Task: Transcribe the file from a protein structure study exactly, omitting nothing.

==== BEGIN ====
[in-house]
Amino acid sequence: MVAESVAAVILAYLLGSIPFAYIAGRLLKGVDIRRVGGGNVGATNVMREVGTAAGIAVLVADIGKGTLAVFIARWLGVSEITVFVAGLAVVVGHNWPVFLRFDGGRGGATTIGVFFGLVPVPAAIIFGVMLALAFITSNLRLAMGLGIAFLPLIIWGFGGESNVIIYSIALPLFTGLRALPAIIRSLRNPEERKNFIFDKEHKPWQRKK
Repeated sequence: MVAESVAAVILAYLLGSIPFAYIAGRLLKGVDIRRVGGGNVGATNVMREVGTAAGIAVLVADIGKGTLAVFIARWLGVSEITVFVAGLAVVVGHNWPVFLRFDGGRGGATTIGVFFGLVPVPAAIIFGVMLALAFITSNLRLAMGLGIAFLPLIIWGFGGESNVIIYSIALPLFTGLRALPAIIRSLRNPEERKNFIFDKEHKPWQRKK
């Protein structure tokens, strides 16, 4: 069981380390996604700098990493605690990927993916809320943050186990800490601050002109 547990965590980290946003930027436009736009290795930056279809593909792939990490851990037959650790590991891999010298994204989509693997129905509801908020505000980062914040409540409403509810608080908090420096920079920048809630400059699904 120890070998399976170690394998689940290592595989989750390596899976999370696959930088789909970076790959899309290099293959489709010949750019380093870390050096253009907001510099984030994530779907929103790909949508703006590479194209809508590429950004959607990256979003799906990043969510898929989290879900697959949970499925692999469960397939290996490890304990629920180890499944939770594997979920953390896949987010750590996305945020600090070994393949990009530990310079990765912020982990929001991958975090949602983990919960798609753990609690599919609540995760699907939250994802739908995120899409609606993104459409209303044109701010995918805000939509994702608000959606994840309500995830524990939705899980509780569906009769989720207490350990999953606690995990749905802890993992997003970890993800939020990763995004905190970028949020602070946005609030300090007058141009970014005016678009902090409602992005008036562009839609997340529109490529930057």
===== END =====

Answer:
[in-house]
Amino acid sequence: MVAESVAAVILAYLLGSIPFAYIAGRLLKGVDIRRVGGGNVGATNVMREVGTAAGIAVLVADIGKGTLAVFIARWLGVSEITVFVAGLAVVVGHNWPVFLRFDGGRGGATTIGVFFGLVPVPAAIIFGVMLALAFITSNLRLAMGLGIAFLPLIIWGFGGESNVIIYSIALPLFTGLRALPAIIRSLRNPEERKNFIFDKEHKPWQRKK
Repeated sequence: MVAESVAAVILAYLLGSIPFAYIAGRLLKGVDIRRVGGGNVGATNVMREVGTAAGIAVLVADIGKGTLAVFIARWLGVSEITVFVAGLAVVVGHNWPVFLRFDGGRGGATTIGVFFGLVPVPAAIIFGVMLALAFITSNLRLAMGLGIAFLPLIIWGFGGESNVIIYSIALPLFTGLRALPAIIRSLRNPEERKNFIFDKEHKPWQRKK
């Protein structure tokens, strides 16, 4: 069981380390996604700098990493605690990927993916809320943050186990800490601050002109 547990965590980290946003930027436009736009290795930056279809593909792939990490851990037959650790590991891999010298994204989509693997129905509801908020505000980062914040409540409403509810608080908090420096920079920048809630400059699904 120890070998399976170690394998689940290592595989989750390596899976999370696959930088789909970076790959899309290099293959489709010949750019380093870390050096253009907001510099984030994530779907929103790909949508703006590479194209809508590429950004959607990256979003799906990043969510898929989290879900697959949970499925692999469960397939290996490890304990629920180890499944939770594997979920953390896949987010750590996305945020600090070994393949990009530990310079990765912020982990929001991958975090949602983990919960798609753990609690599919609540995760699907939250994802739908995120899409609606993104459409209303044109701010995918805000939509994702608000959606994840309500995830524990939705899980509780569906009769989720207490350990999953606690995990749905802890993992997003970890993800939020990763995004905190970028949020602070946005609030300090007058141009970014005016678009902090409602992005008036562009839609997340529109490529930057």